Using all methods of statutory construction available to us, we are unable to ascertain whether Congress intended the “knowingly” mens rea requirement to extend to “of another person.” The language of § 1028A is ambiguous. The ambiguity cannot be resolved by the statutory structure, the title, or the legislative history. We hold that the rule of lenity applies, and the scienter requirement must stretch to “of another person.” Thus, the District Court instructed the jury in error.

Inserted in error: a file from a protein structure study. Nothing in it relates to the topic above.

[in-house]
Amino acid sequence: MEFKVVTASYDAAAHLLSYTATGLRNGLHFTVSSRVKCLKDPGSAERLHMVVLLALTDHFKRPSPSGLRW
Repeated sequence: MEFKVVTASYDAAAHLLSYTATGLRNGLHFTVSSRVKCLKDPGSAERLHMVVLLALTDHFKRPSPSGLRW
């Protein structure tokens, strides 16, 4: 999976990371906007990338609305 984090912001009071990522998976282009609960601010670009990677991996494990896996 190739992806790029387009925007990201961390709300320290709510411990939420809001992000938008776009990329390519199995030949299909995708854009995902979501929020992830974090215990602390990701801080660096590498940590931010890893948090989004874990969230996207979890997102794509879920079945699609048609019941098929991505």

III. Sufficiency of the evidence
Generally, if an erroneous jury instruction is not harmless error, we vacate the conviction and remand for a new trial. In the present case, however, Godin also argues that the government presented insufficient evidence to support a conviction under § 1028A(a)(1). The two analyses differ as do the necessary outcomes. United States v. Baldyga, 233 F.3d 674, 679 n. 3 (1st Cir.2000).